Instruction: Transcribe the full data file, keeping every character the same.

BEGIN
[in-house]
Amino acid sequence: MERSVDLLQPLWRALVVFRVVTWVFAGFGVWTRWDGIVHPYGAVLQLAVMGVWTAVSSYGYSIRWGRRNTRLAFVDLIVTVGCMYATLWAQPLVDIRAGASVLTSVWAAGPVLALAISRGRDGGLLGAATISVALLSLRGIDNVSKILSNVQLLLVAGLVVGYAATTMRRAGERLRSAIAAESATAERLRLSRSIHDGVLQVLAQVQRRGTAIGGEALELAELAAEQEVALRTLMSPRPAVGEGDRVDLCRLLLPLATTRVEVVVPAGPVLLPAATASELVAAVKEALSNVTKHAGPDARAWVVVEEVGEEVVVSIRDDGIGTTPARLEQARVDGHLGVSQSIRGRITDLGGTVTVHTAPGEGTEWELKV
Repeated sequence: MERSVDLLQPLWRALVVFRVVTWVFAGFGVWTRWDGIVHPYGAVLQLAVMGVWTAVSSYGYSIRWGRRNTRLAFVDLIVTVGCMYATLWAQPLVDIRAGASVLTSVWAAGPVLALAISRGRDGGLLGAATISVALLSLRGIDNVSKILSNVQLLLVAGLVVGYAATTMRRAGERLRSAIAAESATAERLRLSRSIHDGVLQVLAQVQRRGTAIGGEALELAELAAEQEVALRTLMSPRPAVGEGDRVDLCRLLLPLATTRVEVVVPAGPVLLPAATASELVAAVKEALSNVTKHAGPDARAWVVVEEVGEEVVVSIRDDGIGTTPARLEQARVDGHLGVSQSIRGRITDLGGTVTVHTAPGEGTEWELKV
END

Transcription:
[in-house]
Amino acid sequence: MERSVDLLQPLWRALVVFRVVTWVFAGFGVWTRWDGIVHPYGAVLQLAVMGVWTAVSSYGYSIRWGRRNTRLAFVDLIVTVGCMYATLWAQPLVDIRAGASVLTSVWAAGPVLALAISRGRDGGLLGAATISVALLSLRGIDNVSKILSNVQLLLVAGLVVGYAATTMRRAGERLRSAIAAESATAERLRLSRSIHDGVLQVLAQVQRRGTAIGGEALELAELAAEQEVALRTLMSPRPAVGEGDRVDLCRLLLPLATTRVEVVVPAGPVLLPAATASELVAAVKEALSNVTKHAGPDARAWVVVEEVGEEVVVSIRDDGIGTTPARLEQARVDGHLGVSQSIRGRITDLGGTVTVHTAPGEGTEWELKV
Repeated sequence: MERSVDLLQPLWRALVVFRVVTWVFAGFGVWTRWDGIVHPYGAVLQLAVMGVWTAVSSYGYSIRWGRRNTRLAFVDLIVTVGCMYATLWAQPLVDIRAGASVLTSVWAAGPVLALAISRGRDGGLLGAATISVALLSLRGIDNVSKILSNVQLLLVAGLVVGYAATTMRRAGERLRSAIAAESATAERLRLSRSIHDGVLQVLAQVQRRGTAIGGEALELAELAAEQEVALRTLMSPRPAVGEGDRVDLCRLLLPLATTRVEVVVPAGPVLLPAATASELVAAVKEALSNVTKHAGPDARAWVVVEEVGEEVVVSIRDDGIGTTPARLEQARVDGHLGVSQSIRGRITDLGGTVTVHTAPGEGTEWELKV